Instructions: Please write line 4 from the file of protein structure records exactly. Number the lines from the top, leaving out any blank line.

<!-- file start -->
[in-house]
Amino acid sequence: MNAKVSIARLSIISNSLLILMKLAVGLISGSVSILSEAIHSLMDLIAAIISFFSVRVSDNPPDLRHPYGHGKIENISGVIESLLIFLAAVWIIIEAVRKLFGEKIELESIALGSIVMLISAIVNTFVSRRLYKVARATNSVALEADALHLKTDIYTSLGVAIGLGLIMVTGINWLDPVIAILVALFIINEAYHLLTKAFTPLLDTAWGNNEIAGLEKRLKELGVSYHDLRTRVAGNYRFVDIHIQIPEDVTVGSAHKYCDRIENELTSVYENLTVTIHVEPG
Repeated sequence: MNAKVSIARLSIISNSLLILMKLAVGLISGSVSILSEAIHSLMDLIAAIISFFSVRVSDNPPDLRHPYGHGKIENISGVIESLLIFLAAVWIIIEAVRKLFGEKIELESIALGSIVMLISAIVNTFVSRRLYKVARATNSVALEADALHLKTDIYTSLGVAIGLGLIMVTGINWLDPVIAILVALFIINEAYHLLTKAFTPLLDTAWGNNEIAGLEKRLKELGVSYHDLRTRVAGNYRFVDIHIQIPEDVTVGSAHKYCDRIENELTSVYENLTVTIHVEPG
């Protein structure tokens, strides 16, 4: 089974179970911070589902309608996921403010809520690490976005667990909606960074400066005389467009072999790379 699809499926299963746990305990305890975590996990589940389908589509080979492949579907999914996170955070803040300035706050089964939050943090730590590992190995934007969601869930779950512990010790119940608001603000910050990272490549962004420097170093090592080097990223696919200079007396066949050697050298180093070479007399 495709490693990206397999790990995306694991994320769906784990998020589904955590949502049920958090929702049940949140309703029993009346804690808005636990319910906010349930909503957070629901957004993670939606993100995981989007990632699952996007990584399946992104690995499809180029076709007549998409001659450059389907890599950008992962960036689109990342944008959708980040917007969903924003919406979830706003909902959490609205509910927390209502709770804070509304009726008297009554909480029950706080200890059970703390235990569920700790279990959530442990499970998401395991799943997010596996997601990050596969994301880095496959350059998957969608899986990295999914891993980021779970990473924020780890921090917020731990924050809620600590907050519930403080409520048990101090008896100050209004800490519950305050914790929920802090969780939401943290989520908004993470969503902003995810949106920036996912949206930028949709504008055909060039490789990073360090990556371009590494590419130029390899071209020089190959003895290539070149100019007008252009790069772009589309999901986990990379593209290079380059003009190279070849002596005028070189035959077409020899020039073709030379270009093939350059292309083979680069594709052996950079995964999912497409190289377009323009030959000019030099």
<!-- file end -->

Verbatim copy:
């Protein structure tokens, strides 16, 4: 089974179970911070589902309608996921403010809520690490976005667990909606960074400066005389467009072999790379 699809499926299963746990305990305890975590996990589940389908589509080979492949579907999914996170955070803040300035706050089964939050943090730590590992190995934007969601869930779950512990010790119940608001603000910050990272490549962004420097170093090592080097990223696919200079007396066949050697050298180093070479007399 495709490693990206397999790990995306694991994320769906784990998020589904955590949502049920958090929702049940949140309703029993009346804690808005636990319910906010349930909503957070629901957004993670939606993100995981989007990632699952996007990584399946992104690995499809180029076709007549998409001659450059389907890599950008992962960036689109990342944008959708980040917007969903924003919406979830706003909902959490609205509910927390209502709770804070509304009726008297009554909480029950706080200890059970703390235990569920700790279990959530442990499970998401395991799943997010596996997601990050596969994301880095496959350059998957969608899986990295999914891993980021779970990473924020780890921090917020731990924050809620600590907050519930403080409520048990101090008896100050209004800490519950305050914790929920802090969780939401943290989520908004993470969503902003995810949106920036996912949206930028949709504008055909060039490789990073360090990556371009590494590419130029390899071209020089190959003895290539070149100019007008252009790069772009589309999901986990990379593209290079380059003009190279070849002596005028070189035959077409020899020039073709030379270009093939350059292309083979680069594709052996950079995964999912497409190289377009323009030959000019030099």